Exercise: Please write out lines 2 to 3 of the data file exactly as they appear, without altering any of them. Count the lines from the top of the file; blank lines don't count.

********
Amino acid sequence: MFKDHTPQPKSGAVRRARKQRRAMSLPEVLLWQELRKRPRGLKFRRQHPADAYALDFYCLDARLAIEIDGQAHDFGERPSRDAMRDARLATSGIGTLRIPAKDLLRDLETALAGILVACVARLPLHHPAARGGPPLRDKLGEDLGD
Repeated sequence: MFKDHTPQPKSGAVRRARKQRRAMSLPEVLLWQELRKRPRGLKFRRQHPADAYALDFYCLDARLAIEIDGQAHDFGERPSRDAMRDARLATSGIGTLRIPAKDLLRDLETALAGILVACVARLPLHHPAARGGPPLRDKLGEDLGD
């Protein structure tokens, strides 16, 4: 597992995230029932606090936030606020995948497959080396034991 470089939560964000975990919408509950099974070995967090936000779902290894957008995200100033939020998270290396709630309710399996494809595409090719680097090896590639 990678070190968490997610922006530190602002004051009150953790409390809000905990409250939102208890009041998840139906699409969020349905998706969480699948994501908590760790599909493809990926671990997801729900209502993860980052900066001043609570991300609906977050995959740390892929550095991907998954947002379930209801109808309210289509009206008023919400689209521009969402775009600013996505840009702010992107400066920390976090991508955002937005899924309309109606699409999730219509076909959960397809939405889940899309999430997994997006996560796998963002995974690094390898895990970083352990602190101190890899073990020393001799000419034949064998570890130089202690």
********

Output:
Repeated sequence: MFKDHTPQPKSGAVRRARKQRRAMSLPEVLLWQELRKRPRGLKFRRQHPADAYALDFYCLDARLAIEIDGQAHDFGERPSRDAMRDARLATSGIGTLRIPAKDLLRDLETALAGILVACVARLPLHHPAARGGPPLRDKLGEDLGD
């Protein structure tokens, strides 16, 4: 597992995230029932606090936030606020995948497959080396034991 470089939560964000975990919408509950099974070995967090936000779902290894957008995200100033939020998270290396709630309710399996494809595409090719680097090896590639 990678070190968490997610922006530190602002004051009150953790409390809000905990409250939102208890009041998840139906699409969020349905998706969480699948994501908590760790599909493809990926671990997801729900209502993860980052900066001043609570991300609906977050995959740390892929550095991907998954947002379930209801109808309210289509009206008023919400689209521009969402775009600013996505840009702010992107400066920390976090991508955002937005899924309309109606699409999730219509076909959960397809939405889940899309999430997994997006996560796998963002995974690094390898895990970083352990602190101190890899073990020393001799000419034949064998570890130089202690």